Attached to this link is a PDF version of the poster below on Runaway Hot Plates. This poster was part of the DCHAS collection at the 2017 SciMix sessions in Washington, DC. Questions about the poster should be directed to the authors:
- Kimberly Brown of the Office of Environmental Health and Radiation Safety at the University of Pennsylvania, Philadelphia, PA,
- Mark Mathews of the Environmental Safety and Health Directorate, at Oak Ridge National Laboratory, Oak Ridge TN and
- Joseph Pickel of the Physical Sciences Directorate, Oak Ridge National Laboratory, Oak Ridge TN
There’s an interesting, although dense, article at http://www.sciencedirect.com/science/article/pii/S0160412016303877
entitled “Characterising bias in regulatory risk and decision analysis: An analysis of heuristics applied in health technology appraisal, chemicals regulation, and climate change governance”. It describes the root issues that many of us face in using specific tools (GHS, Job Hazard Analysis, Control Banding, etc.) to make decisions in the face of uncertainty. I am particularly interested in the article’s discussion of decision rules in Table 1 and how that compares to the various approaches outlined in Identifying and Evaluating Hazards in Research Laboratories.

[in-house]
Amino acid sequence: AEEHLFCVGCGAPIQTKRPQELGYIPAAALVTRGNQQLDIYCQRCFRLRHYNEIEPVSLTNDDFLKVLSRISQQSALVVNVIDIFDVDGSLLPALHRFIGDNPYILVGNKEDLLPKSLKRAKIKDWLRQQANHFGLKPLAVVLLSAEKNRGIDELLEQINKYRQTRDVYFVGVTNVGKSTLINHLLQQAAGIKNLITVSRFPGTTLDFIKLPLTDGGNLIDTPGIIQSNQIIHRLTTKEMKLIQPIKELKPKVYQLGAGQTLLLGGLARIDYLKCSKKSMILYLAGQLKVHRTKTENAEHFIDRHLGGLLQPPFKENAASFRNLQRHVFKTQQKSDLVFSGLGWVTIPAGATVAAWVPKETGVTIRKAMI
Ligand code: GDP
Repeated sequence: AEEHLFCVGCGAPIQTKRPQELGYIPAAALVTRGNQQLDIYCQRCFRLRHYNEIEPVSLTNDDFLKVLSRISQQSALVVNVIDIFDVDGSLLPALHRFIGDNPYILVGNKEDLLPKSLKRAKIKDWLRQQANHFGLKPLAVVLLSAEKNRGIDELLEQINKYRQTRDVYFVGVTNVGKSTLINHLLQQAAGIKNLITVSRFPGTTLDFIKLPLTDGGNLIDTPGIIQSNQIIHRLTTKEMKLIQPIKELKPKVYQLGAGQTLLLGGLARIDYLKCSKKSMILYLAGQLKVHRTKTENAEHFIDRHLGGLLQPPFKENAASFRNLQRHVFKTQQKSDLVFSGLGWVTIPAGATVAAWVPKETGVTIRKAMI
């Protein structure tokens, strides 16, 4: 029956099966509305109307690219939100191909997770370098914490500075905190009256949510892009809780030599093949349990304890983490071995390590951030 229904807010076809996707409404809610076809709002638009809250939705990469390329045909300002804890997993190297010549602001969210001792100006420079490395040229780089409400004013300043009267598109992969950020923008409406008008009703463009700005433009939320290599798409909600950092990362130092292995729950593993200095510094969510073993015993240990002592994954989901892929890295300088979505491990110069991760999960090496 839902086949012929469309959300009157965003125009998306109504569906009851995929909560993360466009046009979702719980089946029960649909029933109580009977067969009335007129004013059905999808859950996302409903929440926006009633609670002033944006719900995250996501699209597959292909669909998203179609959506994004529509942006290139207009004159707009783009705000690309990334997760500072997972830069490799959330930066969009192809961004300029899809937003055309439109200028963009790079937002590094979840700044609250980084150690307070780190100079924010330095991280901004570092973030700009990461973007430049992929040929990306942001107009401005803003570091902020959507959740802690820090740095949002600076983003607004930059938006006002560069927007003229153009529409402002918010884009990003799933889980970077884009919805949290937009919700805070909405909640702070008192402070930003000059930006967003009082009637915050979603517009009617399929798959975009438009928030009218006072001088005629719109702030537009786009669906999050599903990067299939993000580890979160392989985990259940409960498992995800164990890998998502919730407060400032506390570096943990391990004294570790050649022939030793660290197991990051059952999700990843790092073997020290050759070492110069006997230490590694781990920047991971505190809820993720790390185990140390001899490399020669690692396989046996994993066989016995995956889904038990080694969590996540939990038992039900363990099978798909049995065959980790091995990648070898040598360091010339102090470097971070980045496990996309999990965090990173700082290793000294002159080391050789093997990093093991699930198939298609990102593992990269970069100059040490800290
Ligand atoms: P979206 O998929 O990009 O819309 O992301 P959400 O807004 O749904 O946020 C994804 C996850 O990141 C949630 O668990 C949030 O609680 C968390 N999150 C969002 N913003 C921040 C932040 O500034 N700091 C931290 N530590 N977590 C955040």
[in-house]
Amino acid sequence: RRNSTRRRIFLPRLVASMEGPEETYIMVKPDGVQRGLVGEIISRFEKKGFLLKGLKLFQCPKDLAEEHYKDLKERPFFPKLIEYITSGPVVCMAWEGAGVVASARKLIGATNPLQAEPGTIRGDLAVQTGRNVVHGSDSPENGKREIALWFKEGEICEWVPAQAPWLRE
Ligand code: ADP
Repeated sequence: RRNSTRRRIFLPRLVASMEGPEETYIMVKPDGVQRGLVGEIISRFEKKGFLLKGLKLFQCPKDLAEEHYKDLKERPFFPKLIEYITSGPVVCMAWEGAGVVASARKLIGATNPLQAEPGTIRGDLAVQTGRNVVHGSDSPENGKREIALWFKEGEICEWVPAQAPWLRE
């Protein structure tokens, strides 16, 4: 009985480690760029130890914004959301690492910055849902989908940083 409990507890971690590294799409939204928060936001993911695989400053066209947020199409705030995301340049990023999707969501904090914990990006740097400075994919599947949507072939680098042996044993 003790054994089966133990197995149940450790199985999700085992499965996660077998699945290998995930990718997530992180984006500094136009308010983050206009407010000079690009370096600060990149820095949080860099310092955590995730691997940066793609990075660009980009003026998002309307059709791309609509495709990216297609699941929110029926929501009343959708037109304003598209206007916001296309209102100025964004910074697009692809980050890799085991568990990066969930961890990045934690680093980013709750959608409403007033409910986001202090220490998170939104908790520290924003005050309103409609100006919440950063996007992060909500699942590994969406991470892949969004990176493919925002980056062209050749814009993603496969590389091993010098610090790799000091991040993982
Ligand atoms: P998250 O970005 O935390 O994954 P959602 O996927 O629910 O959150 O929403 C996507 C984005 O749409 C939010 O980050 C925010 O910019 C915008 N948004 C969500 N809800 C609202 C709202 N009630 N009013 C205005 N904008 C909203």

In my mind, the goal of the article is to remind us to put some error bars arounds our decision-making criteria as we proceed with any of these approaches.
Chemicals – The Good, Bad, and the Ugly S.B. Sigmann
Public Perception of the Chemical Enterprise The Good The Bad and the Uncertain. M.E. Jones
ACS role in Communicating chemical safety. J. Kemsley
Developing design principles for ‘lesson learned’ laboratory safety videos. H. Weizman
It’s no accident that many journalists don’t write clearly about lab safety incidents. B. Benderly
Hazmat event reporting in the media. R. Stuart
Risk Communication for the Chemist and Non-Chemist. R. Izzo